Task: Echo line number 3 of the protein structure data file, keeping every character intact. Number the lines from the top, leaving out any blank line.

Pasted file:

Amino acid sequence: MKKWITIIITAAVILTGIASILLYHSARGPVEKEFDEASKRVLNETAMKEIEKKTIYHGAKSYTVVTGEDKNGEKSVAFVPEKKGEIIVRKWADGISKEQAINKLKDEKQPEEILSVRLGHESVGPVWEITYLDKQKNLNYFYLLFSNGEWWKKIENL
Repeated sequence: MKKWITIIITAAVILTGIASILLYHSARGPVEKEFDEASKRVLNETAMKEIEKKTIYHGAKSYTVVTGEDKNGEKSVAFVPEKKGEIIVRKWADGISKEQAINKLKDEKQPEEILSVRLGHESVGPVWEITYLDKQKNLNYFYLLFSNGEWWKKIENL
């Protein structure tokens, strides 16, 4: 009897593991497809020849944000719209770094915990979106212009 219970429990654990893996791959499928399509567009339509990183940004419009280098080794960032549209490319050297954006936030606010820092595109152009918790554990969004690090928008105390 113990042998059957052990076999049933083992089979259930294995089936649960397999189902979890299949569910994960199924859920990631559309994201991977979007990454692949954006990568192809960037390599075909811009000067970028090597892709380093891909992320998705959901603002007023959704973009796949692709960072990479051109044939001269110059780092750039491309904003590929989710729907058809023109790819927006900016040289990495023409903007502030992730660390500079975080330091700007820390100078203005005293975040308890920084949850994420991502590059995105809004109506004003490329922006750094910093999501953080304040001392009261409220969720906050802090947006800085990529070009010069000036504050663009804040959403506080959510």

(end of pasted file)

């Protein structure tokens, strides 16, 4: 009897593991497809020849944000719209770094915990979106212009 219970429990654990893996791959499928399509567009339509990183940004419009280098080794960032549209490319050297954006936030606010820092595109152009918790554990969004690090928008105390 113990042998059957052990076999049933083992089979259930294995089936649960397999189902979890299949569910994960199924859920990631559309994201991977979007990454692949954006990568192809960037390599075909811009000067970028090597892709380093891909992320998705959901603002007023959704973009796949692709960072990479051109044939001269110059780092750039491309904003590929989710729907058809023109790819927006900016040289990495023409903007502030992730660390500079975080330091700007820390100078203005005293975040308890920084949850994420991502590059995105809004109506004003490329922006750094910093999501953080304040001392009261409220969720906050802090947006800085990529070009010069000036504050663009804040959403506080959510």